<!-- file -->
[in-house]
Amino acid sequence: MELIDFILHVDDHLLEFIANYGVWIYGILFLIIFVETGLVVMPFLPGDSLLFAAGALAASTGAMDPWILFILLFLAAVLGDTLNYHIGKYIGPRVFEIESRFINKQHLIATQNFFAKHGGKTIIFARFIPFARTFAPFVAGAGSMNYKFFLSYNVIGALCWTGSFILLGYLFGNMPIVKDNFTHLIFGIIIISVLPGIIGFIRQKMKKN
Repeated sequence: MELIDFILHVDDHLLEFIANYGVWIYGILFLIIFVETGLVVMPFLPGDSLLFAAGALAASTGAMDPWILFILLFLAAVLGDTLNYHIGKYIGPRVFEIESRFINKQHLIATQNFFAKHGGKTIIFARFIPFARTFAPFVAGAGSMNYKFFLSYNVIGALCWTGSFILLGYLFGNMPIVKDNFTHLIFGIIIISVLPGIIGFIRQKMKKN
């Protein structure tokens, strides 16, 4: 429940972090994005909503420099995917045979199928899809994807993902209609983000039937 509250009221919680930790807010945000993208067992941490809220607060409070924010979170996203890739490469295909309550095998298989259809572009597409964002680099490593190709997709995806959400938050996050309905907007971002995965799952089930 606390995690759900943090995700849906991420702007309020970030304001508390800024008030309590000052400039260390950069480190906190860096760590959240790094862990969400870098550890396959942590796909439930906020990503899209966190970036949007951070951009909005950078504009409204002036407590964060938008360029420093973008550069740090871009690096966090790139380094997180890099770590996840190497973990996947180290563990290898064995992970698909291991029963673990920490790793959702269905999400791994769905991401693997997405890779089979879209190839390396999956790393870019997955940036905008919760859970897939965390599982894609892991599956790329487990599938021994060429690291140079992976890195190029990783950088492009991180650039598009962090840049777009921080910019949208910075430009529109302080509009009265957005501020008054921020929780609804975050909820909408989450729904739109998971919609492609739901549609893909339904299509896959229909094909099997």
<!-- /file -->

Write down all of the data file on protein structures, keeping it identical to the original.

[in-house]
Amino acid sequence: MELIDFILHVDDHLLEFIANYGVWIYGILFLIIFVETGLVVMPFLPGDSLLFAAGALAASTGAMDPWILFILLFLAAVLGDTLNYHIGKYIGPRVFEIESRFINKQHLIATQNFFAKHGGKTIIFARFIPFARTFAPFVAGAGSMNYKFFLSYNVIGALCWTGSFILLGYLFGNMPIVKDNFTHLIFGIIIISVLPGIIGFIRQKMKKN
Repeated sequence: MELIDFILHVDDHLLEFIANYGVWIYGILFLIIFVETGLVVMPFLPGDSLLFAAGALAASTGAMDPWILFILLFLAAVLGDTLNYHIGKYIGPRVFEIESRFINKQHLIATQNFFAKHGGKTIIFARFIPFARTFAPFVAGAGSMNYKFFLSYNVIGALCWTGSFILLGYLFGNMPIVKDNFTHLIFGIIIISVLPGIIGFIRQKMKKN
């Protein structure tokens, strides 16, 4: 429940972090994005909503420099995917045979199928899809994807993902209609983000039937 509250009221919680930790807010945000993208067992941490809220607060409070924010979170996203890739490469295909309550095998298989259809572009597409964002680099490593190709997709995806959400938050996050309905907007971002995965799952089930 606390995690759900943090995700849906991420702007309020970030304001508390800024008030309590000052400039260390950069480190906190860096760590959240790094862990969400870098550890396959942590796909439930906020990503899209966190970036949007951070951009909005950078504009409204002036407590964060938008360029420093973008550069740090871009690096966090790139380094997180890099770590996840190497973990996947180290563990290898064995992970698909291991029963673990920490790793959702269905999400791994769905991401693997997405890779089979879209190839390396999956790393870019997955940036905008919760859970897939965390599982894609892991599956790329487990599938021994060429690291140079992976890195190029990783950088492009991180650039598009962090840049777009921080910019949208910075430009529109302080509009009265957005501020008054921020929780609804975050909820909408989450729904739109998971919609492609739901549609893909339904299509896959229909094909099997």